Oct. 28, 2014
Continental Fabricators Inc. cited by US Department of Labor's OSHA
for exposing workers to amputation, other serious hazards
ST. LOUIS – Continental Fabricators Inc. has been cited by the U.S. Department of Labor's Occupational Safety and Health Administration for serious safety and health violations. The St. Louis-based steel fabricator, which has an injury rate higher than the national average, was issued 15 citations involving amputation*, confined spaces and electrical hazards. OSHA has proposed penalties of $52,500.
"Continental Fabricators demonstrates a company culture that does not put safety first. Workers should not be suffering fractures, sprains and muscular injuries on the job. These injuries are preventable by using personal protective equipment and following safety procedures," said Bill McDonald, OSHA's area director in St. Louis. "A high injury rate should be a wake-up call for any manufacturer to re-examine its safety procedures and training."
OSHA's inspection found several machines in the plant lacked emergency stop devices and adequate machine guarding, which exposed workers to amputation hazards. The company had inadequate lockout/tagout procedures to prevent unintentional operation of dangerous machinery during service and maintenance. Additionally, workers were not provided appropriate lockout/tagout devices or trained in their proper use.
Other violations were cited for failing to provide appropriate flame-retardant apparel to welders, use welding screens and train welders in the hazards of hexavalent chromium. The company also failed to inspect hooks and wire ropes on overhead cranes, used several damaged electric cords and did not comply with respiratory protection standards.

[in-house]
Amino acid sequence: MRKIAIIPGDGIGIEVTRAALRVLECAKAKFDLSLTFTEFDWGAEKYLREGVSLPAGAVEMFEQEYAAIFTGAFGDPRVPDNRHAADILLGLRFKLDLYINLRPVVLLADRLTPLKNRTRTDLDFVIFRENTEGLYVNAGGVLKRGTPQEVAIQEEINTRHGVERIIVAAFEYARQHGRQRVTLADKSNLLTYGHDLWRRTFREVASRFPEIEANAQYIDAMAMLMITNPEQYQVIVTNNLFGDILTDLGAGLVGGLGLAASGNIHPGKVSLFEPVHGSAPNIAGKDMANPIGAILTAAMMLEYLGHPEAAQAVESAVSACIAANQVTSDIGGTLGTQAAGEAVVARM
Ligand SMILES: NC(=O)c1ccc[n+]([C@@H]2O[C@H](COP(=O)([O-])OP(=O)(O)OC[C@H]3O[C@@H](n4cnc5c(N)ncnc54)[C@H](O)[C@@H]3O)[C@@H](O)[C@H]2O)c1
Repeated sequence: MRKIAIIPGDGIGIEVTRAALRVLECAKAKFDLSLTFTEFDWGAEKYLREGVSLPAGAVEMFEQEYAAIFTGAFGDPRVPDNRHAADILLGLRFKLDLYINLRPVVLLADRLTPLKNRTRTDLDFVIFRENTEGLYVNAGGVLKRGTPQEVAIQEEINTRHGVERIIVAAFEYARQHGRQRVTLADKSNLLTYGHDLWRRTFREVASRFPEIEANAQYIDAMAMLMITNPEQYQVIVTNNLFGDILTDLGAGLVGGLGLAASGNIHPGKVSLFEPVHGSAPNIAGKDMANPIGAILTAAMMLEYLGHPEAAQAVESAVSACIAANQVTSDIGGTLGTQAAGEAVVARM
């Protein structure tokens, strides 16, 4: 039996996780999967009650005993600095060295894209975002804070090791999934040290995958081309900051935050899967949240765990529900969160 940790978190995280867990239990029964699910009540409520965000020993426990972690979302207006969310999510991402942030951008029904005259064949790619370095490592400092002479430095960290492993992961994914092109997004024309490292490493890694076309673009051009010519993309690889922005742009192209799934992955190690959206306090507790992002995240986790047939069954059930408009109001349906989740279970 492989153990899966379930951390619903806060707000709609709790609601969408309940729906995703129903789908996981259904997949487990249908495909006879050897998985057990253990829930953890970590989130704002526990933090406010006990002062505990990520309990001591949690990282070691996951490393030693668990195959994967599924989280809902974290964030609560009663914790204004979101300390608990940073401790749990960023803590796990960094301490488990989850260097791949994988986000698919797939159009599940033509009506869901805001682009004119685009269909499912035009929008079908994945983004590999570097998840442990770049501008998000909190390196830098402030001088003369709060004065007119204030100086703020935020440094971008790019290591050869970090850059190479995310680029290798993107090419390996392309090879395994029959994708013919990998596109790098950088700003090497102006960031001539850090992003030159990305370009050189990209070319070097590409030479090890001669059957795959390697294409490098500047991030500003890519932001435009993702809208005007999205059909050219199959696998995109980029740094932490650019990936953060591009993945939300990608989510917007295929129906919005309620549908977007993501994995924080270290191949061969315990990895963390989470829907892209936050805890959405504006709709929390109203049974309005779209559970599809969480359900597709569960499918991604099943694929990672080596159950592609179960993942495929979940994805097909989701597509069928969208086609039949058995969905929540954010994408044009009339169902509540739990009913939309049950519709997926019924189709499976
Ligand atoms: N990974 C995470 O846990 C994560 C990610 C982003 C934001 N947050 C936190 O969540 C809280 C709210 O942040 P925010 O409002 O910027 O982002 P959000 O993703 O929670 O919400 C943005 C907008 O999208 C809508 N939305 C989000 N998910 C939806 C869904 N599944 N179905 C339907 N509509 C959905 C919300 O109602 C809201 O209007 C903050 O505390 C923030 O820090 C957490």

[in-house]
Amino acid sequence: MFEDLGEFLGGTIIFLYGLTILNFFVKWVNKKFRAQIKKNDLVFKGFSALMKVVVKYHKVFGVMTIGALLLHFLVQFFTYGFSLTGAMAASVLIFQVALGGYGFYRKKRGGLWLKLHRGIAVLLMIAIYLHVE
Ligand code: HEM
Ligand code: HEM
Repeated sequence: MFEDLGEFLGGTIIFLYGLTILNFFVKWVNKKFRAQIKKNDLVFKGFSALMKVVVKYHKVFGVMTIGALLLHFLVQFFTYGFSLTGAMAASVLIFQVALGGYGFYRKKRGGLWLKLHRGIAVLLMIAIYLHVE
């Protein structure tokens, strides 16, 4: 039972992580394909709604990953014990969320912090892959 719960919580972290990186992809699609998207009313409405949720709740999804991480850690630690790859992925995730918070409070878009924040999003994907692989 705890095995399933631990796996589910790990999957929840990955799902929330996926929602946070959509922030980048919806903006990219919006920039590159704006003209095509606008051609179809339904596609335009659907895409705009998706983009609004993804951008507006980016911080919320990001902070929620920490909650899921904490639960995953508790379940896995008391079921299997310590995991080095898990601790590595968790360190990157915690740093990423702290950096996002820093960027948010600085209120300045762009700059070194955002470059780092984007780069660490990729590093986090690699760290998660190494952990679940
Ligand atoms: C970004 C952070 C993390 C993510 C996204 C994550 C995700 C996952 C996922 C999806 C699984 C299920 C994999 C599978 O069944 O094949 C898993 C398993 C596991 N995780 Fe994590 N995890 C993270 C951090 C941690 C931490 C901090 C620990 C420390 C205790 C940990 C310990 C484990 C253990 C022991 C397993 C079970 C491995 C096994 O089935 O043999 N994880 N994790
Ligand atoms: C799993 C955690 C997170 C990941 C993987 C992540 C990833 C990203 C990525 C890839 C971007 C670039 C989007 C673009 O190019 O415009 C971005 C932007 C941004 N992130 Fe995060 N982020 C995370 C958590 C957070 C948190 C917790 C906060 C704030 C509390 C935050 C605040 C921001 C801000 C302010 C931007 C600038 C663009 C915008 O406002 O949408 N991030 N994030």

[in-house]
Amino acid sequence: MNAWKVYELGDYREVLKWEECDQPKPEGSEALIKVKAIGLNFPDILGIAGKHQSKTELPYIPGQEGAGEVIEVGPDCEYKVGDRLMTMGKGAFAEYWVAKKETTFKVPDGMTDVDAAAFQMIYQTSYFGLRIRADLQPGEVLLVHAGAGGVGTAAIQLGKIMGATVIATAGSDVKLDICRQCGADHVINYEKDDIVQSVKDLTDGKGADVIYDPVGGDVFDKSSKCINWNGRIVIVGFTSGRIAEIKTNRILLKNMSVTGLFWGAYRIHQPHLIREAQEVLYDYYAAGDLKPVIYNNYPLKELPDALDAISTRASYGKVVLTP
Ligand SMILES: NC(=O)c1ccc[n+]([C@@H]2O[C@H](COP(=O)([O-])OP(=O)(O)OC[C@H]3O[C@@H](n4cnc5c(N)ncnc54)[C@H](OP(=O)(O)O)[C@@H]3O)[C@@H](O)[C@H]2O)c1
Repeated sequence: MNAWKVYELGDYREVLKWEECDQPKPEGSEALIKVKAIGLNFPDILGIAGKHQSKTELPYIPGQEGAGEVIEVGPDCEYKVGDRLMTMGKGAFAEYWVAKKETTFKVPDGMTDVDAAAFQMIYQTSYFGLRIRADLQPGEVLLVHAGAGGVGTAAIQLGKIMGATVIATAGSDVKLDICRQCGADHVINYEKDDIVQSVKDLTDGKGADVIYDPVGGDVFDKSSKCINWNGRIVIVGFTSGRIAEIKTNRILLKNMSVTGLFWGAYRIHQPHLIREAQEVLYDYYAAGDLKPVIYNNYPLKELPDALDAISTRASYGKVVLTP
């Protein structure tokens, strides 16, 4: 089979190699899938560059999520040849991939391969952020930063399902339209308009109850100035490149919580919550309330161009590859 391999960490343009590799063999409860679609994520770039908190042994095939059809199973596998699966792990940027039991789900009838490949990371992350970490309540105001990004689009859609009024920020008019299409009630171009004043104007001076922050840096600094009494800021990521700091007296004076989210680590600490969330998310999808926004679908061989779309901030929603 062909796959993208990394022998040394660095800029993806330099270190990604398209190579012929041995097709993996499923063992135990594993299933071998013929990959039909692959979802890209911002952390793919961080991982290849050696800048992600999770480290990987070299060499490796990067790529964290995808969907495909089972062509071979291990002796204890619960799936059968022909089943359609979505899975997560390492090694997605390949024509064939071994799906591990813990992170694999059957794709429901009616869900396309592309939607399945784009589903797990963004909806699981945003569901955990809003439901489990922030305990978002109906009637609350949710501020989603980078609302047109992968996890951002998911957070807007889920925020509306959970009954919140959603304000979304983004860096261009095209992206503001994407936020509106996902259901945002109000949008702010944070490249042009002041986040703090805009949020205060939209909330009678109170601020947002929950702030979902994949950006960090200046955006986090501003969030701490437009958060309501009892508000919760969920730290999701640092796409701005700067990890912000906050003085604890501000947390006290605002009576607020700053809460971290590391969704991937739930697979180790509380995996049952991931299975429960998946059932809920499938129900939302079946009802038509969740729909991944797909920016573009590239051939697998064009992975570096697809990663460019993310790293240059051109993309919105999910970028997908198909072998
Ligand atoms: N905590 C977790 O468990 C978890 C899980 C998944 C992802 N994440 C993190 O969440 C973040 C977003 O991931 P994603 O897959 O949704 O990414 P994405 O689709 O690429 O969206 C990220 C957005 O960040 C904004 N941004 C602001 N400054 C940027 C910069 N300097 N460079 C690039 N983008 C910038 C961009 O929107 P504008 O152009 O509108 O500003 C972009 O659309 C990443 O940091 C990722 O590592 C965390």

Continental Fabricators failed to comply with permit-required confined space standards, including having an attendant present while another employee was inside a confined space to identify potential hazards and provide a means of rescue.
A serious violation occurs when there is substantial probability that death or serious physical harm could result from a hazard about which the employer knew or should have known.
The company has 15 business days from receipt of its citations and notice of proposed penalties to contest the citations and proposed penalties before the independent Occupational Safety and Health Review Commission. If the company does not file or contest within that period, it must abate the cited conditions within the period ordered in the citations and pay the proposed penalties.
To ask questions, obtain compliance assistance, file a complaint, or report workplace hospitalizations, fatalities or situations posing imminent danger to workers, the public should call OSHA's toll-free hotline at 800-321-OSHA (6742) or the agency's St. Louis Area Office at 314-425-4249.
Under the Occupational Safety and Health Act of 1970, employers are responsible for providing safe and healthful workplaces for their employees. OSHA's role is to ensure these conditions exist for America's working men and women by setting and enforcing standards, and providing training, education and assistance. For more information, visit http://www.osha.gov.
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Release Number: 14-1895-KAN
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